Richmond Federal Reserve President Jeffrey Lacker said U.S. stocks
had performed well looking at the last year and recent moves likely
reflected a downward adjustment in expectations for growth.
Importantly, moves in financial markets did not seem to have
affected the outlook for jobs, a key benchmark for future policy at
the U.S. central bank, which has started to trim back its policy
stimulus by reducing asset purchases by $10 billion at each of its
last two policy meetings.
"I think the hurdle ought to remain pretty high for pausing in
tapering," Lacker, who has long opposed the aggressive stimulus,
"We linked the asset purchase programs to significant improvement in
the outlook for labor market conditions, that has definitely
occurred, and I don't see financial market developments as having
affected the outlook for labor market conditions materially at this
He declined to comment on what kind of scenario might pass the
The Fed trimmed its monthly asset-purchase program to $65 billion
per month last week and policymakers will not meet again until
March. Lacker said he expected the current pace of a $10 billion
reduction every meeting to continue and played down the chance of a
Weak U.S. data pushed the benchmark S&P 500 index into its worst
single-day drop in seven months on Monday and MSCI's benchmark index
for emerging market stocks <.MSCIEF> hit its lowest level since
Lacker, who is among the more hawkish of the Fed's 17 current
policymakers, said markets might be coming in line with his view
that economic growth would slow this year to "a little above" 2
percent, citing muted spending by consumers and businesses and
modest expected labor productivity.
"I think maybe now (they are) revising down their sense of how much
momentum the second half is really providing us," he said in
response to a question.
"I wouldn't call it 'turmoil' yet. We've still got a great stock
market looking back over the last year."
Lacker's growth forecast is on the low end of the range of
predictions, of between 2.2 percent and 3.3 percent GDP growth, made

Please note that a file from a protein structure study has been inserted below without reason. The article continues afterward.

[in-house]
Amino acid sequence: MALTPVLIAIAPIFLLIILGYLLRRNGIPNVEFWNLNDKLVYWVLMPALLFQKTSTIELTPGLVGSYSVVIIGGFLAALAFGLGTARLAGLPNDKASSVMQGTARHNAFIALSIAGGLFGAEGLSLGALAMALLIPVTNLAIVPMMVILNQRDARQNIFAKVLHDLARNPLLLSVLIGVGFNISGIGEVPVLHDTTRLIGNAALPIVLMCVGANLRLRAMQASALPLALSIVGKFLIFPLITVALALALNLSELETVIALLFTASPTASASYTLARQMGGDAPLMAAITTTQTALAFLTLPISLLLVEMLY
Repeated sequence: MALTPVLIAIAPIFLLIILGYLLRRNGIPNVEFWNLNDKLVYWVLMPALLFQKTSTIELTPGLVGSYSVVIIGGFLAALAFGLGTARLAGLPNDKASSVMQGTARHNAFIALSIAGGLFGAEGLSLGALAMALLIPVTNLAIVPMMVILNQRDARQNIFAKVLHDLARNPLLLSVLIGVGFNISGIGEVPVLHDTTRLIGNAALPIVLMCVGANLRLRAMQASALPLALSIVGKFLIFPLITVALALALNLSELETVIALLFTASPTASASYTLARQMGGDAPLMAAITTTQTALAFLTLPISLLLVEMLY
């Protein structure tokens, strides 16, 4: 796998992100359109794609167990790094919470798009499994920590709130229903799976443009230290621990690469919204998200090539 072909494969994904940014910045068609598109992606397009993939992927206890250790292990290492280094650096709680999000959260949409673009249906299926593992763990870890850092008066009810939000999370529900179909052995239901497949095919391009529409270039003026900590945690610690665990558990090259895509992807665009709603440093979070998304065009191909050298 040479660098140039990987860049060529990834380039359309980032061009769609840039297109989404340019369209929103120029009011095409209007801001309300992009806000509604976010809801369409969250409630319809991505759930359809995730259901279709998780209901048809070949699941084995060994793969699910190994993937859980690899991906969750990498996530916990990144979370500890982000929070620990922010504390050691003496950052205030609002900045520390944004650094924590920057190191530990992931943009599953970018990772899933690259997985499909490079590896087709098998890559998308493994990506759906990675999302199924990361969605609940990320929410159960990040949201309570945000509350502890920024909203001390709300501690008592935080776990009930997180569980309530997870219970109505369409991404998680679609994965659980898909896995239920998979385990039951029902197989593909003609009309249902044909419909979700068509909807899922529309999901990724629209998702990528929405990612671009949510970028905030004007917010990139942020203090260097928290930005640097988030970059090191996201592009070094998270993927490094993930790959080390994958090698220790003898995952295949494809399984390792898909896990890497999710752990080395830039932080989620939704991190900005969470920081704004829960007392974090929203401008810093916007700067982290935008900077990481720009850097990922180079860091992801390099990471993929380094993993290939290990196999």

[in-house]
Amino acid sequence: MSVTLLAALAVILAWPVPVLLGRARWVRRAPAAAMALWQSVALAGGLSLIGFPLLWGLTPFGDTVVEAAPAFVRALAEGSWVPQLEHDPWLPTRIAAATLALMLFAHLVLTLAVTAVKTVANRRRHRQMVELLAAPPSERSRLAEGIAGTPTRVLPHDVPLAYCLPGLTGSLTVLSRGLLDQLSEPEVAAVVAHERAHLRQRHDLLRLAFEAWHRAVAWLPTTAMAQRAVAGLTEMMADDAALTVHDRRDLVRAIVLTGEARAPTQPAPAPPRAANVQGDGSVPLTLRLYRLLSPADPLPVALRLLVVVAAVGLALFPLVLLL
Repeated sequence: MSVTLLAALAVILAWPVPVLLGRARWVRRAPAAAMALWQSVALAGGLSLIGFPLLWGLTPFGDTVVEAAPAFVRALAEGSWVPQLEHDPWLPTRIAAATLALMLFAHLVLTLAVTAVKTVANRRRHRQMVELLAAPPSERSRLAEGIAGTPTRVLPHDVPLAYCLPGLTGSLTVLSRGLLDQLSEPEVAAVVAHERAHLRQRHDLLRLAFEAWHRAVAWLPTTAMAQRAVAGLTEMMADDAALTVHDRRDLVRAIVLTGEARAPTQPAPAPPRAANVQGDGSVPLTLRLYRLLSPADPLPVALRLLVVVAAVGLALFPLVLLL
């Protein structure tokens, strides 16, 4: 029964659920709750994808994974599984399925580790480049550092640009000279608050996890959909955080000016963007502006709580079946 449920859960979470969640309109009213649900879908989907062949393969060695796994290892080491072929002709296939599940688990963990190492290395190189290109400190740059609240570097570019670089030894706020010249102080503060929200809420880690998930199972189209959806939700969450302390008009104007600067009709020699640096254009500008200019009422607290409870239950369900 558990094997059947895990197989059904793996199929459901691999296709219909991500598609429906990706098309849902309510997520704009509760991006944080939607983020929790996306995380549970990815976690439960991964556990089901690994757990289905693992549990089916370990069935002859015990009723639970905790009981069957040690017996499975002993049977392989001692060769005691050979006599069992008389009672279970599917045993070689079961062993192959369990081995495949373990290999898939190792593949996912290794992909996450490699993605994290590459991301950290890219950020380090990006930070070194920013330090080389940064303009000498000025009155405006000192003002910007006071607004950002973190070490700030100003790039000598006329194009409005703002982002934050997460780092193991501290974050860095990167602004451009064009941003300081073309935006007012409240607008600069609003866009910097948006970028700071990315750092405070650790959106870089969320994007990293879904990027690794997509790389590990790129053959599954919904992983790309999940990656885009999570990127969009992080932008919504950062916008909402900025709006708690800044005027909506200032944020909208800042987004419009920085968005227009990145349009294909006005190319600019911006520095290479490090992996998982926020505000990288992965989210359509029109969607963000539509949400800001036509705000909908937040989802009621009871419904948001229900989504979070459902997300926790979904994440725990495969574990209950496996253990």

in December by Fed policymakers. New forecasts are also due in
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In a speech at Shenandoah University, Lacker also predicted, as most
Fed officials have, that today's low inflation will rise to the
Fed's 2-percent goal over the next year or two.
The central bank has said it will keep benchmark interest rates near
zero well past the time unemployment falls below 6.5 percent,
especially if inflation remains below target.
The jobless rate has now fallen to 6.7 percent and Lacker said the
so-called forward guidance would have to be rejigged as and when
that threshold was reached.
"We will have to reformulate it and provide some qualitative way of
providing an assessment of what time horizon we think is most
likely," said Lacker, who does not vote on monetary policy this
"I'd point out that the SEP (summary of economic projections)
provides a rich portrayal of the array of views within the committee
and even if we said nothing the SEP would be pretty informative."
Earlier, he told the audience there were various factors at play
determining the timing of the first rate rise, noting he personally
saw a move in early 2015.
"If we do see growth pick up to 3 percent, 2-3/4 percent on a
sustained basis over three or four quarters, I think that would be a
clear sign that increasing rates would be needed," he said, although
an earlier, pre-emptive hike might also be appropriate.
"I think you are likely to hear communication from the Federal
Reserve before it happens indicating that it's likely to happen
soon, so I doubt we are going to surprise you," Lacker said.
(Reporting by Krista Hughes; writing by
Krista Hughes and Jonathan Spicer; editing by Chizu Nomiyama)
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